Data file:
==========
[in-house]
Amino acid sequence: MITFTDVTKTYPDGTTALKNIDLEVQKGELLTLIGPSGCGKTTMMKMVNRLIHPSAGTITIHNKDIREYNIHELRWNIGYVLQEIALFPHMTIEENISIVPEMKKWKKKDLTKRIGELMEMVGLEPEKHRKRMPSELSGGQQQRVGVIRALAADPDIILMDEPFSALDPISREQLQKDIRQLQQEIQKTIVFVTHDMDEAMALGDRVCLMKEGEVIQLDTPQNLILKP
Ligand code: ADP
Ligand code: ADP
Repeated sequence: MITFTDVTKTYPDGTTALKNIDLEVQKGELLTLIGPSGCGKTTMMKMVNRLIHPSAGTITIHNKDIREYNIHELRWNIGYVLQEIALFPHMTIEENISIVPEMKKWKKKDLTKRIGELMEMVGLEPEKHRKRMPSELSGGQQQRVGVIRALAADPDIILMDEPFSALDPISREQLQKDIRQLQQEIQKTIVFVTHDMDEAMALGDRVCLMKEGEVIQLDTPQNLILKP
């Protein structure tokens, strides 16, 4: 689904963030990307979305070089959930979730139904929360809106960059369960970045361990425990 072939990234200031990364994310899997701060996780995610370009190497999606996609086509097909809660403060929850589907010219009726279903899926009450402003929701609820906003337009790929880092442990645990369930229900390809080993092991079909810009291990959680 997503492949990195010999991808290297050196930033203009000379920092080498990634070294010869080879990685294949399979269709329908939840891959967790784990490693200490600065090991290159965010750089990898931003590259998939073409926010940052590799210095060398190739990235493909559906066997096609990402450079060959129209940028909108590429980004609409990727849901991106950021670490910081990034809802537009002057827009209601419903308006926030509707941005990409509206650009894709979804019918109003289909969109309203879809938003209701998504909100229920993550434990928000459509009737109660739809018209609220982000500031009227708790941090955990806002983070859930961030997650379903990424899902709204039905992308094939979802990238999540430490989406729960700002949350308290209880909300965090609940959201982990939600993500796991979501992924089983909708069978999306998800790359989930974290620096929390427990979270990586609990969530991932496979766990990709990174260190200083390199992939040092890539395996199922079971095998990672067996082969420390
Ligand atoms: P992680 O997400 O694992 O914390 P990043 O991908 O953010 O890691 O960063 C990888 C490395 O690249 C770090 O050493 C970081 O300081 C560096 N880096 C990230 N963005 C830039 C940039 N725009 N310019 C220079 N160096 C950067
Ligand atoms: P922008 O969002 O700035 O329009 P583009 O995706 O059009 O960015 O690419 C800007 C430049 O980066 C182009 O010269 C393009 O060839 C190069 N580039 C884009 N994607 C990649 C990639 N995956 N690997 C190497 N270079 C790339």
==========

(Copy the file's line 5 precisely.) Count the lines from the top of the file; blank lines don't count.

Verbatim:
Repeated sequence: MITFTDVTKTYPDGTTALKNIDLEVQKGELLTLIGPSGCGKTTMMKMVNRLIHPSAGTITIHNKDIREYNIHELRWNIGYVLQEIALFPHMTIEENISIVPEMKKWKKKDLTKRIGELMEMVGLEPEKHRKRMPSELSGGQQQRVGVIRALAADPDIILMDEPFSALDPISREQLQKDIRQLQQEIQKTIVFVTHDMDEAMALGDRVCLMKEGEVIQLDTPQNLILKP